Published Online: December 10, 1997

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Arts and crafts

A Chicago program has learned to kill several birds with one stone and is being rewarded for it.

Gallery 37 places more than 1,000 teenagers in summer and after-school jobs with local artists. The program gives the teenagers apprenticeships in careers they may want to pursue, and it encourages them to do well in school.

For this, the program last month won $100,000 and national recognition as one of the top 10 "innovations in government" from the Ford Foundation in New York City and the John F. Kennedy School of Government at Harvard University.

In the program's six years, Gallery 37 participants have painted murals, performed recitals, and published anthologies--among other projects.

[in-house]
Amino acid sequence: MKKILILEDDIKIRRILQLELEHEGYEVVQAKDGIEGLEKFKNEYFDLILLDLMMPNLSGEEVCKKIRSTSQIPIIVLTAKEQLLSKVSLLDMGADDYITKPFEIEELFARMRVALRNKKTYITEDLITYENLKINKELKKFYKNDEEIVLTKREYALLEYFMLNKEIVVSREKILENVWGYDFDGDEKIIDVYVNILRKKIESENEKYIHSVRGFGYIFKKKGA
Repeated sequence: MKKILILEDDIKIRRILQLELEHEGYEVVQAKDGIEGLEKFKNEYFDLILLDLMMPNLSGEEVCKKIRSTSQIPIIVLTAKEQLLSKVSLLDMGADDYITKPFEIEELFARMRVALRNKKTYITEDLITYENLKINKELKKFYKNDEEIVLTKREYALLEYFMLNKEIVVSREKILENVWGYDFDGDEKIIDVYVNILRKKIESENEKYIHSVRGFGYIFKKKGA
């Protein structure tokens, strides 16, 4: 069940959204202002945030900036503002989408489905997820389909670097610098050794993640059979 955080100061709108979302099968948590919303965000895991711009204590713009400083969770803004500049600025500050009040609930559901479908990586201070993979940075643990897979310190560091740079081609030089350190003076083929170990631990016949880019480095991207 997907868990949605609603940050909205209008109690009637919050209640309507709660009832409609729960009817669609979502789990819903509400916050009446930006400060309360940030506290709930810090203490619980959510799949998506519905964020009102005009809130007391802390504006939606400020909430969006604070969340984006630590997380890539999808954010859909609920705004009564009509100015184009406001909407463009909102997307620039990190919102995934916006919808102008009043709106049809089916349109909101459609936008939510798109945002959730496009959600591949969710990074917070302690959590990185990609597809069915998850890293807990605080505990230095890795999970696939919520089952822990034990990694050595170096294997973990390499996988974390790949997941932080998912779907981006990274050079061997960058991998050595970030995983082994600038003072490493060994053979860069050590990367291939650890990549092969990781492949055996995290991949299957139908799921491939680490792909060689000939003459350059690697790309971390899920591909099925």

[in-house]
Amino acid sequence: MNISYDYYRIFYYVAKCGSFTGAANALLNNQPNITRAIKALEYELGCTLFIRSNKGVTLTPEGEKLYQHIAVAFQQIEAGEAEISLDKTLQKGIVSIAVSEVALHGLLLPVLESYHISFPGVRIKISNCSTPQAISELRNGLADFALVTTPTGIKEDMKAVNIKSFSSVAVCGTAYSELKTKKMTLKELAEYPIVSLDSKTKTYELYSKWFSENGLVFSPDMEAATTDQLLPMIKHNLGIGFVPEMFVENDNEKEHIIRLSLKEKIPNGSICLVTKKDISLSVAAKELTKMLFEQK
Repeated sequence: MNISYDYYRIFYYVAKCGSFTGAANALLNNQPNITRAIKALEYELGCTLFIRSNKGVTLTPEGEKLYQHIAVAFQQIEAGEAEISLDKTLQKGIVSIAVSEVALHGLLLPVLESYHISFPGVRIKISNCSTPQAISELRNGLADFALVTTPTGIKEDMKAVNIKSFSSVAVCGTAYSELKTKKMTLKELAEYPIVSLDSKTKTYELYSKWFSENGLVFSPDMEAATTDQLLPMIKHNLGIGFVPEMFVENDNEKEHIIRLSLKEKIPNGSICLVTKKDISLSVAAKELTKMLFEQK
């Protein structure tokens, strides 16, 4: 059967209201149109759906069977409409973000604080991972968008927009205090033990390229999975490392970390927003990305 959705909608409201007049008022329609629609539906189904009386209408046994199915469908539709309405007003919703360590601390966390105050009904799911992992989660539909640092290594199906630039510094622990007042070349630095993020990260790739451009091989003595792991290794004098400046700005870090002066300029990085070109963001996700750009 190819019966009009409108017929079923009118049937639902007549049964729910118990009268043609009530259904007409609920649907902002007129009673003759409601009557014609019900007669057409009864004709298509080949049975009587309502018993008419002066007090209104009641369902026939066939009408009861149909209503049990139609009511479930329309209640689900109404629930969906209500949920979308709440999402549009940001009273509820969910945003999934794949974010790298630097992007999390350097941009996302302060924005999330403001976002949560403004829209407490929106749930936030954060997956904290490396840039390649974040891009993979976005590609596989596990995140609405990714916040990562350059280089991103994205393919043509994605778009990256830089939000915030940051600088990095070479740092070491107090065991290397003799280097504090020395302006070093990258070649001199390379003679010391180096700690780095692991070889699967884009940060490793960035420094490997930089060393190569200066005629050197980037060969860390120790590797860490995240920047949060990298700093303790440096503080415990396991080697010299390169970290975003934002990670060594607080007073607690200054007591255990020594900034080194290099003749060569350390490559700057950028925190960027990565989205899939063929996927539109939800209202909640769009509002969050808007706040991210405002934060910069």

While its primary purpose is not educational, its leaders say it has side benefits, such as improving school attendance and raising reading levels. For example, in one summer, participants' reading-test scores jumped an average of one grade level.

"That's pretty amazing since we aren't studying reading," said Cheryl R. Hughes, the program's director. "The kids learn through the arts."

The project started in 1991 as a summer program headquartered in an abandoned downtown block and has expanded to include an after-school program in 30 of the city's 75 public high schools. Students apply for jobs to work with artists in many mediums, including writing, painting, stone carving, and dancing.

Gallery 37 draws funding from federal, state, and local job-training and arts programs, as well as from private donations.

With its prize money, Gallery 37 plans to produce a video and manual to help other cities set up similar programs.

--DAVID J. HOFF

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